But we soon found out why Tony was present, and it had nothing to do with selling real estate…
Lisa walked into the condo and noted that Tony was very dressy, in his three-piece-suit with a pocket-square. His hair, nails, and teeth were all perfect and glowing, and if Lisa didn’t know better, she could have been sure that Tony was wearing some light make-up on his face.
The 52-inch plasma TV was emitting a lot of noise for what was expected to be a quiet open house, but Lisa took off her shoes and grabbed a feature-sheet as she ordinarily would.
Tony hovered over Lisa and asked her for her business card. Agents always leave a business card behind so that the seller and listing agent know who came through the unit, but Tony put this business card in his pocket.
As Lisa started to walk through the noisy condo, she found herself stuck in the living room starring at the TV.
The man on the TV was Tony.
Tony was a motivational speaker who worked primarily with real estate agents.
“I know what you’re thinking,” Tony said with a toothy-smile even though he had no clue what Lisa was really thinking, “And yes, that’s me. That’s actually a copy of my new DVD which I thought might be fun for agents to have a quick peak at as they move through the condo.”
Lisa continued through the condo but had to practically step over all of Tony’s brochures and promotional material.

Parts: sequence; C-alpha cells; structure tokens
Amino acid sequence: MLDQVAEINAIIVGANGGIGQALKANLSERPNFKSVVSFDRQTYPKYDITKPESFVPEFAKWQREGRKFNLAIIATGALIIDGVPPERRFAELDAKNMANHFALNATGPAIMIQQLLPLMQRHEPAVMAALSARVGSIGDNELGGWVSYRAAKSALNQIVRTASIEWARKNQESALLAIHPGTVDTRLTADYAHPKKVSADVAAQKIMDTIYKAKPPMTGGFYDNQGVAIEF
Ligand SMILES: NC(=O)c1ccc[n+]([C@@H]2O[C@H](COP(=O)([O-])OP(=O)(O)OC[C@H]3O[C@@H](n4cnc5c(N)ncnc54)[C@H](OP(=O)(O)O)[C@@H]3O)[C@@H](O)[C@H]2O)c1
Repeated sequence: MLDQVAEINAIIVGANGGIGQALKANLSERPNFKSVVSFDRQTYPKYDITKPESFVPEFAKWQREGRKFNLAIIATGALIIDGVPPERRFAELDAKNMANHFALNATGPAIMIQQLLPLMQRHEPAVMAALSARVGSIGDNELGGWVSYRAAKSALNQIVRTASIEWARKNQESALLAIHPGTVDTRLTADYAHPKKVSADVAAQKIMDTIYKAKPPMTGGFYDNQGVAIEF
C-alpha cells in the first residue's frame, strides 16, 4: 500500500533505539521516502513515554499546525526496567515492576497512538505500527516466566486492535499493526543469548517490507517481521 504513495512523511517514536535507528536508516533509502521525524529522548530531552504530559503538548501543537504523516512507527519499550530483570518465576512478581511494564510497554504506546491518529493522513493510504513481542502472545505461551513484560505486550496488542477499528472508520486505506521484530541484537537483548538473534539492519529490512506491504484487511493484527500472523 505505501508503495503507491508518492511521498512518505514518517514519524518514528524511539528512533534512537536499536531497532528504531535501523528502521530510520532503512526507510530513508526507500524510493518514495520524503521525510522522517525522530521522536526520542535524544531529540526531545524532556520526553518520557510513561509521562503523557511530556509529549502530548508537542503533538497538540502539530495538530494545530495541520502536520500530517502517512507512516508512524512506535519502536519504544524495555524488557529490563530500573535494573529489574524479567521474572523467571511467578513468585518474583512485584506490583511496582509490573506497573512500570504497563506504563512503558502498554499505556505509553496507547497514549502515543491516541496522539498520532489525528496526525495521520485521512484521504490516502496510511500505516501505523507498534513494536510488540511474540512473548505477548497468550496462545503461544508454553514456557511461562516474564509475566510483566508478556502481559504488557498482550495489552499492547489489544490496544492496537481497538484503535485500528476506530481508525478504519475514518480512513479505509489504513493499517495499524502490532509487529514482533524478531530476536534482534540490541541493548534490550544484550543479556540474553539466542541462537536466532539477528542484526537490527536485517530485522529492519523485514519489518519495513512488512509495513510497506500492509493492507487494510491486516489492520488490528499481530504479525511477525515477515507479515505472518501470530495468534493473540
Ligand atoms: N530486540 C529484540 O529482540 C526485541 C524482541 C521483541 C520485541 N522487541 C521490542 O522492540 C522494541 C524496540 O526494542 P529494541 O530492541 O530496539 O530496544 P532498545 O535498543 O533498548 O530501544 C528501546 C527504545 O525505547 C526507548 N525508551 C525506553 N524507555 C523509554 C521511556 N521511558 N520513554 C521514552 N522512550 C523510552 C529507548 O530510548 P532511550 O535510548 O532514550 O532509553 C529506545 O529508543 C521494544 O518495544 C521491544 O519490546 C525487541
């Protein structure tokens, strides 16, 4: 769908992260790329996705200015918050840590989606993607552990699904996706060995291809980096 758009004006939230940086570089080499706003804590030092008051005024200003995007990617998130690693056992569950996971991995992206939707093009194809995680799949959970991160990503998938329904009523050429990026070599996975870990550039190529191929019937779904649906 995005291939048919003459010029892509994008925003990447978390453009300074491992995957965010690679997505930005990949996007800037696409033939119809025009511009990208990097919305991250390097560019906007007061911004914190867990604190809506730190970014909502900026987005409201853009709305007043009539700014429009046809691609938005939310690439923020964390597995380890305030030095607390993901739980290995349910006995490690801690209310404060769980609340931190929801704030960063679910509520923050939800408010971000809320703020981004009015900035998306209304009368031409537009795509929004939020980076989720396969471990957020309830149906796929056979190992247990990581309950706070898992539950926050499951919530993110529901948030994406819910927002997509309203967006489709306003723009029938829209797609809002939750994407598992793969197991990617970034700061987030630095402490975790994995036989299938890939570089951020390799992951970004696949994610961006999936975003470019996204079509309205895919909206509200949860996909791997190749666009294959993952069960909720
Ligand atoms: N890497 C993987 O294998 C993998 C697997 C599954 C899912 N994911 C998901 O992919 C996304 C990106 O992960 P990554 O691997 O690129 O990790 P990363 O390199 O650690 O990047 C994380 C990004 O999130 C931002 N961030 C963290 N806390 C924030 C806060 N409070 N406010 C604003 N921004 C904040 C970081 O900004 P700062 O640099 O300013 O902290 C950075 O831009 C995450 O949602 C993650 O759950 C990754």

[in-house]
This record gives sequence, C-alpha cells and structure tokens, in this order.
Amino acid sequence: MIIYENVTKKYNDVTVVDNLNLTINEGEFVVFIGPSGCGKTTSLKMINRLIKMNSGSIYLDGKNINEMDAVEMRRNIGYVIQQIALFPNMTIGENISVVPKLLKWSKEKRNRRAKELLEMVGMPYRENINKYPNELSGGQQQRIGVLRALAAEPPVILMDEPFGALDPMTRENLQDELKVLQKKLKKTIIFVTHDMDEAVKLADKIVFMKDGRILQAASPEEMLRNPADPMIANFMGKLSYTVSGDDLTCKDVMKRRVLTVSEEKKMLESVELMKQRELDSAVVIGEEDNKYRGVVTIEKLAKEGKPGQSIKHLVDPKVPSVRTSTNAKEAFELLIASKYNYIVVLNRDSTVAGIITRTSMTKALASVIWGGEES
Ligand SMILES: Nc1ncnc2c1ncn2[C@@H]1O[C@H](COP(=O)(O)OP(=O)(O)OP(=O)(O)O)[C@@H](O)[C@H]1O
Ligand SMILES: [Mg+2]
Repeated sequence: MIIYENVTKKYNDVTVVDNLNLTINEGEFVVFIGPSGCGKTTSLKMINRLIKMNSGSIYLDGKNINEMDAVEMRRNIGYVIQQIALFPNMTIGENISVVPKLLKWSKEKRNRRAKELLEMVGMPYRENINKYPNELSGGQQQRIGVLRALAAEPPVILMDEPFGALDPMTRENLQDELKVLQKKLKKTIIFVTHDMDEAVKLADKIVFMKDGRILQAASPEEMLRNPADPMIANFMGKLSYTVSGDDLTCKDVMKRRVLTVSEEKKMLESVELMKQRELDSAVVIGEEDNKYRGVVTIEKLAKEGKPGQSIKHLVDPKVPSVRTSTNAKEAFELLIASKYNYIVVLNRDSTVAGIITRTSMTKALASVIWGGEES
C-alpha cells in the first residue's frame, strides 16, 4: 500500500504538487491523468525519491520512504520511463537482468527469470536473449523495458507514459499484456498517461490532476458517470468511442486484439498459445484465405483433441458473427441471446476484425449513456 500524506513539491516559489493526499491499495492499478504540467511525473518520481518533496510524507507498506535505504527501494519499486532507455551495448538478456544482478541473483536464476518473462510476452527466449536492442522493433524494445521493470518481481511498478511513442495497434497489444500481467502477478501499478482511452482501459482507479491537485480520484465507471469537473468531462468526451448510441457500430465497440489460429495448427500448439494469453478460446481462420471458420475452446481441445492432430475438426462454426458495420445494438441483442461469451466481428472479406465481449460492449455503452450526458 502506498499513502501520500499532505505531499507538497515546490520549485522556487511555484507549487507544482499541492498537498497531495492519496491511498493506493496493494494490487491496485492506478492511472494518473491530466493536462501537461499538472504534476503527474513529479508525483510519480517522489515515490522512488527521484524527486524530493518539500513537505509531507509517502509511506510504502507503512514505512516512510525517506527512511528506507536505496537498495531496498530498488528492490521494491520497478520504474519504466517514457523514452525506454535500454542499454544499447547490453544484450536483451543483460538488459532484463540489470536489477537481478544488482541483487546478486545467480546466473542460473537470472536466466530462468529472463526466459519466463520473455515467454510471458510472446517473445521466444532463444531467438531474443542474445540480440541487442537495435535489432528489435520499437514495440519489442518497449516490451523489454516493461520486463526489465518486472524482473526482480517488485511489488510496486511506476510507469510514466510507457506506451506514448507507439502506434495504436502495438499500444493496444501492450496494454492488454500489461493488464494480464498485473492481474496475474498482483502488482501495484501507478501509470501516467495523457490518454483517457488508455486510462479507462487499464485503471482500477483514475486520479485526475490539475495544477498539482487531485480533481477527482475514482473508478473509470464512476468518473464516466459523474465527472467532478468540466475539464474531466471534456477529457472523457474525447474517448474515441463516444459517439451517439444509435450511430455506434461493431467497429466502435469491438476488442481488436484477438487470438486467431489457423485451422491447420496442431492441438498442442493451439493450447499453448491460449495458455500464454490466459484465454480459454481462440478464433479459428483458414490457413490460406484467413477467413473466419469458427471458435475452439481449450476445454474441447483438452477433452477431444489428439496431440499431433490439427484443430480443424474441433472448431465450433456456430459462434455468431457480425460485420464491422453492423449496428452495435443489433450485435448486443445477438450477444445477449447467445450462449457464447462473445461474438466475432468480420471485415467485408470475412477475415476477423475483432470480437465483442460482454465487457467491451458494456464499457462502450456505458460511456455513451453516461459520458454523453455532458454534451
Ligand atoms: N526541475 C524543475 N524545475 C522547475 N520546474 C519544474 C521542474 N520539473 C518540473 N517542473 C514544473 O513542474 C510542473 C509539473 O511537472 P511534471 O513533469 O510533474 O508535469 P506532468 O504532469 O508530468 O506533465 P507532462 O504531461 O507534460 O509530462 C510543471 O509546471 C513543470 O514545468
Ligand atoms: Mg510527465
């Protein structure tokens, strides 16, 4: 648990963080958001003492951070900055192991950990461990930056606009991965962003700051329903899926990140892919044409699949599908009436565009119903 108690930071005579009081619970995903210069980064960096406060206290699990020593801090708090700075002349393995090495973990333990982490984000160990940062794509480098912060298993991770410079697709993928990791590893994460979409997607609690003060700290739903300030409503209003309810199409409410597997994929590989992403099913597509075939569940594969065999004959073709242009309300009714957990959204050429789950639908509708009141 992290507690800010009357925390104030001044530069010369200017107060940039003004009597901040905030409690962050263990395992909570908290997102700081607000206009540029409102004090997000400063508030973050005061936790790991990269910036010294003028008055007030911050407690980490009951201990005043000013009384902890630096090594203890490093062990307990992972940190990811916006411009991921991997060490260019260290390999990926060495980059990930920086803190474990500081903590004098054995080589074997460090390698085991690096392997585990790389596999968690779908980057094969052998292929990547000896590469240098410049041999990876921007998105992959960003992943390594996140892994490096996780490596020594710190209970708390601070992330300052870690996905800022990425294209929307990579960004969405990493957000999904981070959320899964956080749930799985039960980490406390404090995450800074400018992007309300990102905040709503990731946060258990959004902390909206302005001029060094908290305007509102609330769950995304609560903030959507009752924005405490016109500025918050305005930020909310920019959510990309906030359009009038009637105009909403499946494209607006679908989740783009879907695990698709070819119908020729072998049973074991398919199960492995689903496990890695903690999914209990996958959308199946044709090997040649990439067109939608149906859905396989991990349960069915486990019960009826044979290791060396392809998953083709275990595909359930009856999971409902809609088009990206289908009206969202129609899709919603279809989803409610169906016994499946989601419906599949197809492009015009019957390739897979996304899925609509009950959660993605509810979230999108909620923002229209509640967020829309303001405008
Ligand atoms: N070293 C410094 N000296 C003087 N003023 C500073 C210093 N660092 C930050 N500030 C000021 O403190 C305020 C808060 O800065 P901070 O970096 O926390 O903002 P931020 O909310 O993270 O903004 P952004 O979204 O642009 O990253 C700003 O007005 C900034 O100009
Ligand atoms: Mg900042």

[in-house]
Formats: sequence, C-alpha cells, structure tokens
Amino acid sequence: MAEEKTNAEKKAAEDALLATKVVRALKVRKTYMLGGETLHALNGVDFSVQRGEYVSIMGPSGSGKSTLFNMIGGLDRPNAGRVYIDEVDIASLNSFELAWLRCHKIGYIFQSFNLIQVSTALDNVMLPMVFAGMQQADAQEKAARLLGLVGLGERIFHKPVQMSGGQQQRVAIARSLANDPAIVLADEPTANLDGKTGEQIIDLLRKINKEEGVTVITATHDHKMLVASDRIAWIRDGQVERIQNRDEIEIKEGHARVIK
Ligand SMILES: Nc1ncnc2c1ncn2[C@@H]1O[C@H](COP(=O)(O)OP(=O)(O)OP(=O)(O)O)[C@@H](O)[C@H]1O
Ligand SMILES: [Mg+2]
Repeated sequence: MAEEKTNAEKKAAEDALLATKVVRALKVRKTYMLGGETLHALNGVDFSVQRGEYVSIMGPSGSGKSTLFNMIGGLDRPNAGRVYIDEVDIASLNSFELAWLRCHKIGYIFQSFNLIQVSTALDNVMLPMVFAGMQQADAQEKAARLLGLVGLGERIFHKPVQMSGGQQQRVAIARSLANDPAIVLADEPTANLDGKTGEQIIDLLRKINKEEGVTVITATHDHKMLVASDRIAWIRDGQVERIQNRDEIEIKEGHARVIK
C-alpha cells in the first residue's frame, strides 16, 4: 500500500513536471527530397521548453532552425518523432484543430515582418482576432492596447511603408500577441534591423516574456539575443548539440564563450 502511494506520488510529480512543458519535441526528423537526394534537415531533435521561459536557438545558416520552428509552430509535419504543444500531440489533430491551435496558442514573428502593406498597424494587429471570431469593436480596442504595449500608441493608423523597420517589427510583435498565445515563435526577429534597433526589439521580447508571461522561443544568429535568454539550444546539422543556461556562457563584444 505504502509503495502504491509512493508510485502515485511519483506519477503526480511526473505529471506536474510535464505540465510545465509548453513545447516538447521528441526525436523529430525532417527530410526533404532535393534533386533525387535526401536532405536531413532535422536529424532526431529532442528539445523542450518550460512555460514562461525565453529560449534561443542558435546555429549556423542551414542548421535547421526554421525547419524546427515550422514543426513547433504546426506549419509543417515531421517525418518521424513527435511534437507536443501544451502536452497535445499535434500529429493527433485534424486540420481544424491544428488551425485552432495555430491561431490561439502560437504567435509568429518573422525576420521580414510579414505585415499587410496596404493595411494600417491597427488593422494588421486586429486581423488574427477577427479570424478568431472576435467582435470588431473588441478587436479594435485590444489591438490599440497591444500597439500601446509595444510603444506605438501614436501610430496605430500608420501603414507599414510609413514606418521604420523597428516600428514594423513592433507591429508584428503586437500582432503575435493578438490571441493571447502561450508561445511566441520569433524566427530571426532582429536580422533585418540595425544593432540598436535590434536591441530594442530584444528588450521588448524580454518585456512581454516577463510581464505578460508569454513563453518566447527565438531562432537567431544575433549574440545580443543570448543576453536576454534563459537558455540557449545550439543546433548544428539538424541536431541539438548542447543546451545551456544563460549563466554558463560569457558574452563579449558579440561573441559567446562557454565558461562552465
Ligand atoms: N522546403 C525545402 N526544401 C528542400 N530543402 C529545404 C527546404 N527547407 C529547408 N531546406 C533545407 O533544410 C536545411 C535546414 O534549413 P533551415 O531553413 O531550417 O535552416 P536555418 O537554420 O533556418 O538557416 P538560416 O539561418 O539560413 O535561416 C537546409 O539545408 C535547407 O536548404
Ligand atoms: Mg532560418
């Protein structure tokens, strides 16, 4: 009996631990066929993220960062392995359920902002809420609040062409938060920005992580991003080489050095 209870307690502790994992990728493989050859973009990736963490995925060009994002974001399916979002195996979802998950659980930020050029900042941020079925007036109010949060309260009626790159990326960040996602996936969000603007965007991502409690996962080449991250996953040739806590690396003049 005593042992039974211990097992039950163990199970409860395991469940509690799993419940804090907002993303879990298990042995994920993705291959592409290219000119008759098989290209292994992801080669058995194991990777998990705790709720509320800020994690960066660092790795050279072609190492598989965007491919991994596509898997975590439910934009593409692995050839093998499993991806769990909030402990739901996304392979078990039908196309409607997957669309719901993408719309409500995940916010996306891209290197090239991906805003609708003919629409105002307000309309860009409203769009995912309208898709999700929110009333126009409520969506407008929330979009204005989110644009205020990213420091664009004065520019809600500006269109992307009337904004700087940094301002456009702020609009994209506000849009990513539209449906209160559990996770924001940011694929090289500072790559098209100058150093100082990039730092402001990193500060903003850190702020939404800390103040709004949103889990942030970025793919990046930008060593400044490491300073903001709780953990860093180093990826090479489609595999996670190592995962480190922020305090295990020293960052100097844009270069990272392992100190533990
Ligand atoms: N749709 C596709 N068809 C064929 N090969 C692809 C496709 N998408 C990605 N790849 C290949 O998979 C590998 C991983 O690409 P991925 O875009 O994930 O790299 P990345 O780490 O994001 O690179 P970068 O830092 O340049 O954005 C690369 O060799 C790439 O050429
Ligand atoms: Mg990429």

She watched as every single agent through the door was greeted with the same toothy smile and immediately asked for his/her business card.
Lisa left rather quickly as she described the whole scene as “rather creepy,” and she told her client that the unit was severely under-priced and “something strange was going on there.”
A week later, Lisa received a mysterious package in the mail at her office. She opened it to find a letter from Tony thanking her for her interest in his condo and his services (even though she had never expressed interest in the latter), a business card, a fridge magnet with some motivational thoughts, and his DVD!
“Ewww” is the first thing that undoubtedly came to her mind.
What a shark!
What a slimy, dirty bastard!
And what happened on offer night? He received a slew of offers for his supposed $250,000 condo, but the listing was terminated the next day.
And what happened a week later? He re-listed the unit for $400,000!
So what is really going on here?
Did this guy use his condo as a breeding ground for new business? Did he list his condo at an artificially low price so that he would get tons of showings and he could pick up hundreds of business cards from Realtors and add them to his mailing list?
Is that seriously the level that this guy would stoop to?
Was his condo ever actually for sale?
Did he ever have any intention of selling it, or did he just want to meet real estate agents to pitch his services to?
And what do we make of the new $400,000 price? That’s $635 per square foot for those of you playing along at home, and I rarely see anything in this building sell for more than $500 per square unless it is spectacular.
Part of me thinks that this was all just a ploy to meet potential prospects, but would somebody really go through all that? Is the economy really that bad? Is McDonald’s not hiring anymore?
I was going to start this blog post with “I thought I had seen everything in this business,” but I don’t think I’ve seen the half of it!
I think stuff like this goes on every day of the week in our business.
And when I hear about it, I can’t wait to write about it on my blog so my readers can be just as awestruck as I am…